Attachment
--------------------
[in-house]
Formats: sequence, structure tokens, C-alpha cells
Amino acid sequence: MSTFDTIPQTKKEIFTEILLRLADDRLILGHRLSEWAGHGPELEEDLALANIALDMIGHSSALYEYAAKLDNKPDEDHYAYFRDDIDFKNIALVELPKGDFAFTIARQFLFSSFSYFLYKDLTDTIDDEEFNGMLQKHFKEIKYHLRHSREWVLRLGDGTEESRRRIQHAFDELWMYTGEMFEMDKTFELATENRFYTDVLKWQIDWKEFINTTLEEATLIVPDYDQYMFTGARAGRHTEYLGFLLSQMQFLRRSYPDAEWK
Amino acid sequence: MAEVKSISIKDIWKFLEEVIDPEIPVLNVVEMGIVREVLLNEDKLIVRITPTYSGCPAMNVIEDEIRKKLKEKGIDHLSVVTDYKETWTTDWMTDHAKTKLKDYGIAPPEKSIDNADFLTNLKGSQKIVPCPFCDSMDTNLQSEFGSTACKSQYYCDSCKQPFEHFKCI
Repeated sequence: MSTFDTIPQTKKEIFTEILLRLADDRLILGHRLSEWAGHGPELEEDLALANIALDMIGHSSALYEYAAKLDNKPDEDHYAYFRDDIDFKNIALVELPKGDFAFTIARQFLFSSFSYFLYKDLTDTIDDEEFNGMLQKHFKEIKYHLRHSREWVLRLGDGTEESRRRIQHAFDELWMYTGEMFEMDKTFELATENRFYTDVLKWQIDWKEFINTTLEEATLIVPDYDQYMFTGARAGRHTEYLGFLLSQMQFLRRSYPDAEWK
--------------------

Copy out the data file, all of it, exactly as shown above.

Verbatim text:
[in-house]
Formats: sequence, structure tokens, C-alpha cells
Amino acid sequence: MSTFDTIPQTKKEIFTEILLRLADDRLILGHRLSEWAGHGPELEEDLALANIALDMIGHSSALYEYAAKLDNKPDEDHYAYFRDDIDFKNIALVELPKGDFAFTIARQFLFSSFSYFLYKDLTDTIDDEEFNGMLQKHFKEIKYHLRHSREWVLRLGDGTEESRRRIQHAFDELWMYTGEMFEMDKTFELATENRFYTDVLKWQIDWKEFINTTLEEATLIVPDYDQYMFTGARAGRHTEYLGFLLSQMQFLRRSYPDAEWK
Amino acid sequence: MAEVKSISIKDIWKFLEEVIDPEIPVLNVVEMGIVREVLLNEDKLIVRITPTYSGCPAMNVIEDEIRKKLKEKGIDHLSVVTDYKETWTTDWMTDHAKTKLKDYGIAPPEKSIDNADFLTNLKGSQKIVPCPFCDSMDTNLQSEFGSTACKSQYYCDSCKQPFEHFKCI
Repeated sequence: MSTFDTIPQTKKEIFTEILLRLADDRLILGHRLSEWAGHGPELEEDLALANIALDMIGHSSALYEYAAKLDNKPDEDHYAYFRDDIDFKNIALVELPKGDFAFTIARQFLFSSFSYFLYKDLTDTIDDEEFNGMLQKHFKEIKYHLRHSREWVLRLGDGTEESRRRIQHAFDELWMYTGEMFEMDKTFELATENRFYTDVLKWQIDWKEFINTTLEEATLIVPDYDQYMFTGARAGRHTEYLGFLLSQMQFLRRSYPDAEWK